Interview: Kjeld Binger
What developments are planned for Queen Alia International Airport (QAIA)?
KJELD BINGER: New installations at QAIA have boosted the airport’s annual capacity to 12m passengers. The next project will be an upgrade of the baggage handling system. The preliminary phase of this upgrade is already under way, and its implementation will start in 2018. This project represents a JD45m ($63.9m) investment and is expected to be completed by 2020.
In addition, plans to build a 10-MW solar plant at the airport are in the final phase of negotiations, with construction scheduled to start in 2018. This facility will be managed by an operator from whom the airport will acquire electricity. Lastly, plans for real estate projects in the vicinity of the airport are generating great interest among developers and will hopefully contribute to the dynamism and attractiveness of the area.
These developments correspond with AIG’s strategy: to identify niche markets that can be served from the airport. As of today, 15% of travellers are passengers in transit, which means that QAIA’s efforts to continue its development as a niche hub have already been successful, primarily based on Royal Jordanian’s contribution.
How much emphasis is being placed on increasing the provision of low-cost carriers (LCCs)?
BINGER: Increasing the number of LCCs plays a significant role in AIG’s strategy. Jordan already has open sky agreements with several countries, and we are aiming to develop bilateral agreements with key markets. Though the LCC market in the Middle East may not be growing as fast as in other regions, we are looking forward to attracting LCCs to open new routes from QAIA by providing competitive offers and incentives.
In this regard, Asia carries the most imminent potential for growth in terms of new airlines and destinations. China, India and Indonesia already stand as huge markets that are growing fast and looking for new openings. Given its increased capacity and commitment to international standards, QAIA can become an attractive hub for these countries’ airlines in the MENA region.
How can public-private partnerships (PPPs) further support the transport sector in Jordan?
BINGER: There is space for improvement in infrastructure, which could benefit the national economy across multiple sectors and governorates. In this regard, building a railway network under a PPP agreement would have a considerable impact on the transport sector. Indeed, by establishing a direct rail link between Aqaba, Amman, QAIA and the dry port at Ma’an, this network would boost growth in various sectors, including industry, logistics and agriculture. It is also important to note that the railway would not compete with the airport, but would instead contribute to increased interconnectivity between different modes of transport.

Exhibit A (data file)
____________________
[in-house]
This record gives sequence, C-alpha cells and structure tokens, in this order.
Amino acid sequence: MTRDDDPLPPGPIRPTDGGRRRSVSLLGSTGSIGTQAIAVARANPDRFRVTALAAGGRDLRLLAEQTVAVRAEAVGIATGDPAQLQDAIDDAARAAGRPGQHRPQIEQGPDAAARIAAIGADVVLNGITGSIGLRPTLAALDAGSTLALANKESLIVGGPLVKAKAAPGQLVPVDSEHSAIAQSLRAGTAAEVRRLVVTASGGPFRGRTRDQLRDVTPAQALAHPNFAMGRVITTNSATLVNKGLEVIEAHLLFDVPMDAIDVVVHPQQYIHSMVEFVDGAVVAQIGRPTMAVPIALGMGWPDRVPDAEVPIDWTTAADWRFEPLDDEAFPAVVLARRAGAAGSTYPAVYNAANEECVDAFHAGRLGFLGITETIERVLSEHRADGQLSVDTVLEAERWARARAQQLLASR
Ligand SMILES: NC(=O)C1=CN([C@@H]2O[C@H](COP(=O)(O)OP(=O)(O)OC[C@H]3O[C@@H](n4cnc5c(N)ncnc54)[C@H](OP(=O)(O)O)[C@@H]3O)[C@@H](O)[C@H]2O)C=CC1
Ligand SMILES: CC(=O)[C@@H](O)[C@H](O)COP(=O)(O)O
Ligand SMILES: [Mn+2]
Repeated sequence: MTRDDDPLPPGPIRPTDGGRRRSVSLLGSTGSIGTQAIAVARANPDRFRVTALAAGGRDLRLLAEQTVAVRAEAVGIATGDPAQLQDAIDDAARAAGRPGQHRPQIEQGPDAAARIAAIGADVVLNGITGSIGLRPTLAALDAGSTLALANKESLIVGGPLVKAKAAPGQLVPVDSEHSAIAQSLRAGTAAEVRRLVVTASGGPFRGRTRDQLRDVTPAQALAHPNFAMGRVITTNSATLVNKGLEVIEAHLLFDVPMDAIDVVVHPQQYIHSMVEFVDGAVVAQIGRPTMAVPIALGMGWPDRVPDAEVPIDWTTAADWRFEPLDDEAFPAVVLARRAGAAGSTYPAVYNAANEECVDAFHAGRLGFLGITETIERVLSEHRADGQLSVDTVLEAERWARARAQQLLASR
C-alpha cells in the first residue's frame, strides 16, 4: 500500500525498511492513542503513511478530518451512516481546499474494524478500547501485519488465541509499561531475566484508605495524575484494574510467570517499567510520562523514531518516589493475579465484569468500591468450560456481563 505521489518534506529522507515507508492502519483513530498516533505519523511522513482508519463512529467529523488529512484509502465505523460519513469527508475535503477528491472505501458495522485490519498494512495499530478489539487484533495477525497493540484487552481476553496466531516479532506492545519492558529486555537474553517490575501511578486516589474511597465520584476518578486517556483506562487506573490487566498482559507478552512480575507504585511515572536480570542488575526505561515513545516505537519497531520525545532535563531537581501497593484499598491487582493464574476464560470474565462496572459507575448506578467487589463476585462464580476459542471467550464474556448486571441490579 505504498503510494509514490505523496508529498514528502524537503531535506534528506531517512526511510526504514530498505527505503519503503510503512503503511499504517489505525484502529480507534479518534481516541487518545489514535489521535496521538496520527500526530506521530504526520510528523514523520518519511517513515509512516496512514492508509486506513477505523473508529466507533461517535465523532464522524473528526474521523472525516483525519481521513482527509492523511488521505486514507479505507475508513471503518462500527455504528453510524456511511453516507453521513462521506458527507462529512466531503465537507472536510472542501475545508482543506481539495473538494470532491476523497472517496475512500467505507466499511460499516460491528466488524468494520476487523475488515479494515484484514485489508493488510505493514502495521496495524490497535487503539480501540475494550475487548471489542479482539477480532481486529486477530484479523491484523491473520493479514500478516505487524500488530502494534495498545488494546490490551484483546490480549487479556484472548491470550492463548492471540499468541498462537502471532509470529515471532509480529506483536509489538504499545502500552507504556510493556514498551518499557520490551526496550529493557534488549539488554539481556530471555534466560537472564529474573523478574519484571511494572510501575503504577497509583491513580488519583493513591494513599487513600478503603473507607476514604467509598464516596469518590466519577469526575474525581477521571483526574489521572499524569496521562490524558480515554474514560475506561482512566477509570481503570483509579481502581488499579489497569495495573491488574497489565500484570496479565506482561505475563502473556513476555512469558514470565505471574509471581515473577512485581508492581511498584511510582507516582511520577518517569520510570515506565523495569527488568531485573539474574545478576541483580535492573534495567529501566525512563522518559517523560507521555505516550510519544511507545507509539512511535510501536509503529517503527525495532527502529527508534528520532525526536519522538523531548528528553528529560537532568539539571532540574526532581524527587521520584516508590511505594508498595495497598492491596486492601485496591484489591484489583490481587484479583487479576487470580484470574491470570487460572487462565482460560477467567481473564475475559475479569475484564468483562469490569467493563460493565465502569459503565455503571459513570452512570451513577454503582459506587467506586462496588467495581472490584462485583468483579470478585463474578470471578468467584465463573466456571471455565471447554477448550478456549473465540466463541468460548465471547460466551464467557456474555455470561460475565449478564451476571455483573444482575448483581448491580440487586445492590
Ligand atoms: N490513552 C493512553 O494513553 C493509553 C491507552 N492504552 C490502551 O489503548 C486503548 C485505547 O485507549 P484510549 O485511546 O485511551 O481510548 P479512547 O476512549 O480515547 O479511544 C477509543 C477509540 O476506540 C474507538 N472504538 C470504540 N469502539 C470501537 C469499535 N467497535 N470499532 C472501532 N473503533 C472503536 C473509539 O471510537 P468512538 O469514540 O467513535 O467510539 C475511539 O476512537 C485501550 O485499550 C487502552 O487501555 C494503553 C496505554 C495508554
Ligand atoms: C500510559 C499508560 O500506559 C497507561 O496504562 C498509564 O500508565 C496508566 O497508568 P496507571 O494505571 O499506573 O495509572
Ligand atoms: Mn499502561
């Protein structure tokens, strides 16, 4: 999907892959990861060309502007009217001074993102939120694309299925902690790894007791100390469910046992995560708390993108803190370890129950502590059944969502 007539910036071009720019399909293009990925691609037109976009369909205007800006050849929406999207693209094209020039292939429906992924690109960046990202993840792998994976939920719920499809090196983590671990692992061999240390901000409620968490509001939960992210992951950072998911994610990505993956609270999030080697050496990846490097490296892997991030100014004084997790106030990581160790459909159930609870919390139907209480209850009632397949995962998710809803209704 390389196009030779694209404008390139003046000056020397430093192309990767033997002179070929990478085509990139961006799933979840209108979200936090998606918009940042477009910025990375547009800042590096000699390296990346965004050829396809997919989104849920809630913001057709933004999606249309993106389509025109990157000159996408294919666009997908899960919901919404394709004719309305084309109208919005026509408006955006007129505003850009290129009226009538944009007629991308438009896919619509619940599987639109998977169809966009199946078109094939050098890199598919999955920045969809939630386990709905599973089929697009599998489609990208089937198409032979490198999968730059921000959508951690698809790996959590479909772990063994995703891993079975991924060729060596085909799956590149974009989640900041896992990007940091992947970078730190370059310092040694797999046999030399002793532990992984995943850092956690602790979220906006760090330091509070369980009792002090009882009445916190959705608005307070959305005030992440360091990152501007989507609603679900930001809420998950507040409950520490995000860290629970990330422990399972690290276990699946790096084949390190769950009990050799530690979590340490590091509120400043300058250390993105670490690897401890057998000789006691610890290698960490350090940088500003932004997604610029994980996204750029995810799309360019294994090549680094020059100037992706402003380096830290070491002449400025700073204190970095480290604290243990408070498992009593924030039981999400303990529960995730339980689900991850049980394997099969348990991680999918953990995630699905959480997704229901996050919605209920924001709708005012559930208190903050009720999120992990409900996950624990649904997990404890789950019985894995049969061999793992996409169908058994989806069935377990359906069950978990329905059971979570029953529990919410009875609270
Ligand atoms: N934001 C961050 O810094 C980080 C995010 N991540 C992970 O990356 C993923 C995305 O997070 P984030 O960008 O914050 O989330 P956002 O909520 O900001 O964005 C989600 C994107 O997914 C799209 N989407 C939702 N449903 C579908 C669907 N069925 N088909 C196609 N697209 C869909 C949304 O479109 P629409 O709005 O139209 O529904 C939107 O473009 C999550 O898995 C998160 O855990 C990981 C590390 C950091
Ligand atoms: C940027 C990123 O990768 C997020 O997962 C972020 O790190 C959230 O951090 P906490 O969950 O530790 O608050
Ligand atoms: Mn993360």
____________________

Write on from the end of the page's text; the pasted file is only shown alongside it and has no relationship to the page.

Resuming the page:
To what extent can QAIA serve as a catalyst for growth across the broader economy?
BINGER: The first sector the airport can support is tourism. QAIA’s high-quality infrastructure helps to promote Jordan, as it gives visitors their first and last impressions of the country. Of course, an airport cannot create a destination by itself, but AIG is working with partners in tourism to develop a unified offering, create synergy and contribute to economic growth.
In terms of air cargo, activity has risen slightly in recent years but is now stagnating. As a result, we are developing new initiatives to boost specific sectors. In the case of agricultural exports, there are discussions with ministries, cargo companies, free zone developers and cargo handlers to create new terminal storage options, such as cooling facilities, dedicated to addressing demand from this segment.
Overall, the airport aims to reach its critical mass to get to the next level. Passenger levels of 10m per year will create the momentum to attract more people and activity to the airport, and consequently more investors.
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